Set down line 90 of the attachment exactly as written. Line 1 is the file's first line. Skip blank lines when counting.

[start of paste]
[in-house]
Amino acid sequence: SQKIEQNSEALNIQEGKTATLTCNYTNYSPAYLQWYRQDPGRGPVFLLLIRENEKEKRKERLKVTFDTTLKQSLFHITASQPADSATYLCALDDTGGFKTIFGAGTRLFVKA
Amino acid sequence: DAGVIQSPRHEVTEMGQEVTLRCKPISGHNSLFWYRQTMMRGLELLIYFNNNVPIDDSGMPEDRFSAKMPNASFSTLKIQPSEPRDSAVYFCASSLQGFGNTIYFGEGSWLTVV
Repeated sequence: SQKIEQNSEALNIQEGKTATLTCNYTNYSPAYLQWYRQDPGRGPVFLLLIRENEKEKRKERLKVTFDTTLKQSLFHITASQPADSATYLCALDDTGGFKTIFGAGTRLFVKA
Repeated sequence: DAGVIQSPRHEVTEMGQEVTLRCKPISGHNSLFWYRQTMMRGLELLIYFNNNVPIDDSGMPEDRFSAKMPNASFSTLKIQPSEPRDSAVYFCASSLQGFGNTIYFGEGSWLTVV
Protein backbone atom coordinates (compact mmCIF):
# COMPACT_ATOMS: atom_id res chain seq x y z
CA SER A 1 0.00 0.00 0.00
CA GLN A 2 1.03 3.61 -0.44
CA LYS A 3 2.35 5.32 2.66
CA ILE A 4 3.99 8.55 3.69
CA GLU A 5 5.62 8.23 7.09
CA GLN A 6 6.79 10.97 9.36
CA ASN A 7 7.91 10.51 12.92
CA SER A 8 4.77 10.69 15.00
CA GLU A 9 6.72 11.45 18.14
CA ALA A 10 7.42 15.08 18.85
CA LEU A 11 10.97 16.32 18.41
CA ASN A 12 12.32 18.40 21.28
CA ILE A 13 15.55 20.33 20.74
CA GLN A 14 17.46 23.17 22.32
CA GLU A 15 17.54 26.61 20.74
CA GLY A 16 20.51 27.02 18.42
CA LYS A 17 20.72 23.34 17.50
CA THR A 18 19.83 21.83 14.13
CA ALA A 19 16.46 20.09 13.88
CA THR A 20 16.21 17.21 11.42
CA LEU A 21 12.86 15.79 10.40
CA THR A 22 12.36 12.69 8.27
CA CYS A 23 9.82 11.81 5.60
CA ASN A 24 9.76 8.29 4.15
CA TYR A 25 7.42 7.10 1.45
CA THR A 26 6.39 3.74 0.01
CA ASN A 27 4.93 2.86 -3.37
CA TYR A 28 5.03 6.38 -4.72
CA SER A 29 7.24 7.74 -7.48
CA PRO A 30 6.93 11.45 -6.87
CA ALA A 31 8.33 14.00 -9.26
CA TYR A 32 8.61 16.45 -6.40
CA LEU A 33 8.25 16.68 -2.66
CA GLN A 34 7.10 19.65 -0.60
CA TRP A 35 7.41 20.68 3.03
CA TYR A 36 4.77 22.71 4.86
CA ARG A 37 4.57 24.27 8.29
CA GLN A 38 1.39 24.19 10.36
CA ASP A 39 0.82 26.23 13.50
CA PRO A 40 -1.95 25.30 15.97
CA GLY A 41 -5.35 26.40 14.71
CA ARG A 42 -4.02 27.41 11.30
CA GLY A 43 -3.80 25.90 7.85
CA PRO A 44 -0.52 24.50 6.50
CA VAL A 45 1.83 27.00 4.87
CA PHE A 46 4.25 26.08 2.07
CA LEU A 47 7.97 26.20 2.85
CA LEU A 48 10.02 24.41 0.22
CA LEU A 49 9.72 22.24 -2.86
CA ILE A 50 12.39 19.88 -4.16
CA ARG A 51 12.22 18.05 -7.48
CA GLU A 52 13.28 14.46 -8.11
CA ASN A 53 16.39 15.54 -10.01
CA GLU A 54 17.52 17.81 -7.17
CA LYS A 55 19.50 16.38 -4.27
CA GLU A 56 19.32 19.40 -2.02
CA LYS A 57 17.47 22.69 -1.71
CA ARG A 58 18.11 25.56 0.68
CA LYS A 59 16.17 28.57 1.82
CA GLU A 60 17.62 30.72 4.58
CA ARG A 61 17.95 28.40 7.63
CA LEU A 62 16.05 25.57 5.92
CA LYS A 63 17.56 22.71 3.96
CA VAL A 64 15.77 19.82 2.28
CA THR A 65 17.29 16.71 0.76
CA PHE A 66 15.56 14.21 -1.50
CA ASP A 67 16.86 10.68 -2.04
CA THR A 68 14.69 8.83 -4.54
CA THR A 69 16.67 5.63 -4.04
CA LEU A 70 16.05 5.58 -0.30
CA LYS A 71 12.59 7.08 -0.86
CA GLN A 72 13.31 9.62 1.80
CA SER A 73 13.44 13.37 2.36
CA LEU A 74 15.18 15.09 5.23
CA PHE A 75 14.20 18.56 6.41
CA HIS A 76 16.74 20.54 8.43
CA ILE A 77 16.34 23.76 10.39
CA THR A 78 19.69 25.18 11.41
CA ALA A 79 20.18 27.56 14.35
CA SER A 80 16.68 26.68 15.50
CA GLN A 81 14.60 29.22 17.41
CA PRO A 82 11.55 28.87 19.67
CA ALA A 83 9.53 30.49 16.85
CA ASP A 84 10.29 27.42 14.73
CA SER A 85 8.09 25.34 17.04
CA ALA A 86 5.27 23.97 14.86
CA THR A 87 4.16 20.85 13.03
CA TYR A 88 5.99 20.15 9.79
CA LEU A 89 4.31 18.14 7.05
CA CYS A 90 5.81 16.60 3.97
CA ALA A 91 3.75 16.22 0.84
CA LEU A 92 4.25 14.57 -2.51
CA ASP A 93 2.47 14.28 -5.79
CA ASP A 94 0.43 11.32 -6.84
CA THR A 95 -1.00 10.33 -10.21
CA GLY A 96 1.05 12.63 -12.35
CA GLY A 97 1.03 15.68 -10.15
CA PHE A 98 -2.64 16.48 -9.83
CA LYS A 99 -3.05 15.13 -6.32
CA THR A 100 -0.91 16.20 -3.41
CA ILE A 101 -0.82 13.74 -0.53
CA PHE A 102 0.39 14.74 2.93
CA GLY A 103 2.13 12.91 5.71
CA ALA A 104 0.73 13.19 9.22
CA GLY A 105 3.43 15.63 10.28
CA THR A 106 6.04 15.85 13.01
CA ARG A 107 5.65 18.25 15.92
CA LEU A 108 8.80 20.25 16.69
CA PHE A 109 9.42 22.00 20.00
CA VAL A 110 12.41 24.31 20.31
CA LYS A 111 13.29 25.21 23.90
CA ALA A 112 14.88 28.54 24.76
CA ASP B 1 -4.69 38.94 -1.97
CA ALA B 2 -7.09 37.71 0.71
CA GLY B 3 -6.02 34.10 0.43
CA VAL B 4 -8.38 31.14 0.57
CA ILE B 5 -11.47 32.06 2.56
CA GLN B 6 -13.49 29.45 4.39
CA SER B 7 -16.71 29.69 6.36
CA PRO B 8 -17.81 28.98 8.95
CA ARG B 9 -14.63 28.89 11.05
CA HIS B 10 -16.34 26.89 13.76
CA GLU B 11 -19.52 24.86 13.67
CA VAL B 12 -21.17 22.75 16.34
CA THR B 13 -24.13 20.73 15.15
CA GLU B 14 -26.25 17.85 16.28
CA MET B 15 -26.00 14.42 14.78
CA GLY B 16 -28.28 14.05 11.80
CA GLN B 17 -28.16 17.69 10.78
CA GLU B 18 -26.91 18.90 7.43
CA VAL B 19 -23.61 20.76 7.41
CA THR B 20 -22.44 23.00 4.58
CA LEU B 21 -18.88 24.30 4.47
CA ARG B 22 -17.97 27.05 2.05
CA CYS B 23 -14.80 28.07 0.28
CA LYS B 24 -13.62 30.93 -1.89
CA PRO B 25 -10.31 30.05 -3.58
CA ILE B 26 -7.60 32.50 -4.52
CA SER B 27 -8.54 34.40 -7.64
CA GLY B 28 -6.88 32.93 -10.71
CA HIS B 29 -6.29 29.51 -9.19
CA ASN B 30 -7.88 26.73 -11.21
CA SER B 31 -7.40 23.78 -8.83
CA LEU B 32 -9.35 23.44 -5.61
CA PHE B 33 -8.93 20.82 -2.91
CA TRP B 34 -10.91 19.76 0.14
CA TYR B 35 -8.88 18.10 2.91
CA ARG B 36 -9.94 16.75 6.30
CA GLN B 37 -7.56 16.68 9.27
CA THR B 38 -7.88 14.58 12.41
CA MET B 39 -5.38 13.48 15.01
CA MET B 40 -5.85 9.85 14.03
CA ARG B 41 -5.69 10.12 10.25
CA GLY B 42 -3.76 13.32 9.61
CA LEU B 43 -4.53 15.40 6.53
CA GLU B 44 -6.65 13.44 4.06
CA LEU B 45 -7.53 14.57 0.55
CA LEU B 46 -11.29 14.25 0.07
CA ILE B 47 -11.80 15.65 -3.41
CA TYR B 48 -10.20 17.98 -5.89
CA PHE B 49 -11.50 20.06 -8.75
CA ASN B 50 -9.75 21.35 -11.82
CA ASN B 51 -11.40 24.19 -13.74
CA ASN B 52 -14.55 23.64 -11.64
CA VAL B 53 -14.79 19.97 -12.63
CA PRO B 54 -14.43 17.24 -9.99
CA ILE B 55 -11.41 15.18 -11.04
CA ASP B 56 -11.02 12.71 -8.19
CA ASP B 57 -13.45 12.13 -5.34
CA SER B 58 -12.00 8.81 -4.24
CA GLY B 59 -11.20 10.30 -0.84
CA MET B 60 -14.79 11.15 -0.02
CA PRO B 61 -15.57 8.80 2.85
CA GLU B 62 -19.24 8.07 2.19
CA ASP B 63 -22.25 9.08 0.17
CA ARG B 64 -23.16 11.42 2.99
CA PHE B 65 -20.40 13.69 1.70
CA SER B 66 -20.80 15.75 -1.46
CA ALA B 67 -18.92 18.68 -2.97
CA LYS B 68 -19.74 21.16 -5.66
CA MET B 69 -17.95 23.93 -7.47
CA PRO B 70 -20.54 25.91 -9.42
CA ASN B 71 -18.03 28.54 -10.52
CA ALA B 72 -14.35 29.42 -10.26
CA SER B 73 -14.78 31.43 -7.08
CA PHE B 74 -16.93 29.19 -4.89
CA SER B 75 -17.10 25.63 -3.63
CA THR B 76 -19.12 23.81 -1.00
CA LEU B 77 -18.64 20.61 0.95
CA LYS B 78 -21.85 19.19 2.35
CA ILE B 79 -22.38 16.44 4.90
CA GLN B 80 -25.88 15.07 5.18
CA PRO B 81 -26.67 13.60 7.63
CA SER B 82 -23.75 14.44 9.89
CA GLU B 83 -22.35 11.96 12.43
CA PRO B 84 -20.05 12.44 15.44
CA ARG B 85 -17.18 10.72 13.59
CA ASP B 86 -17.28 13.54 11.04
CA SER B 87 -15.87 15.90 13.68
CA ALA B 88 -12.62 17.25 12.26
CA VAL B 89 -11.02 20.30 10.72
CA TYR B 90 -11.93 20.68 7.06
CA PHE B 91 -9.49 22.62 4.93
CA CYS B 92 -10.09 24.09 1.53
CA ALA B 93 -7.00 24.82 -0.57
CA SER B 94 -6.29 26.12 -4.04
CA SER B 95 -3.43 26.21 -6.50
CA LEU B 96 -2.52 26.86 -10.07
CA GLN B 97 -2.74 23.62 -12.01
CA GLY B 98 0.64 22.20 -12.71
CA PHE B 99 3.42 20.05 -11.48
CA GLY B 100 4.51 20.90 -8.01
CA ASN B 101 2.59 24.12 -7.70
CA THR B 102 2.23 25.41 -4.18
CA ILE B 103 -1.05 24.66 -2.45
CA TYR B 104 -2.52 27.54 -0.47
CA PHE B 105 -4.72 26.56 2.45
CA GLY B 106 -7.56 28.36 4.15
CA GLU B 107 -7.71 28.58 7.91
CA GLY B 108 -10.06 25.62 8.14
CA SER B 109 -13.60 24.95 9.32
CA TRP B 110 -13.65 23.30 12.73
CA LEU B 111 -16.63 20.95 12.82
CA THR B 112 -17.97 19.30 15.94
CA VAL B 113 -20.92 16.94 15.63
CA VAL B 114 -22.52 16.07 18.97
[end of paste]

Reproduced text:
CA ALA A 83 9.53 30.49 16.85